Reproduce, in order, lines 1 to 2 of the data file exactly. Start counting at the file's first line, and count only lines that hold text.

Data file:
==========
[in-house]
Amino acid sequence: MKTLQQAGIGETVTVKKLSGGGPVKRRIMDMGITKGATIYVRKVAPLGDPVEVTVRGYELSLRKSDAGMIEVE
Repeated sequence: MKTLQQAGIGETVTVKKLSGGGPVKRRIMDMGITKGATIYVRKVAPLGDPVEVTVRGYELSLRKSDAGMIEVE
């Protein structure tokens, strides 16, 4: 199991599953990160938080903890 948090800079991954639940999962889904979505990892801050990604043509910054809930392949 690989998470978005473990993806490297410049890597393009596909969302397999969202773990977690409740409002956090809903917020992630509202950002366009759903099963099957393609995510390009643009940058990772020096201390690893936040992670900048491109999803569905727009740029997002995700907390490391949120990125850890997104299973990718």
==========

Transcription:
[in-house]
Amino acid sequence: MKTLQQAGIGETVTVKKLSGGGPVKRRIMDMGITKGATIYVRKVAPLGDPVEVTVRGYELSLRKSDAGMIEVE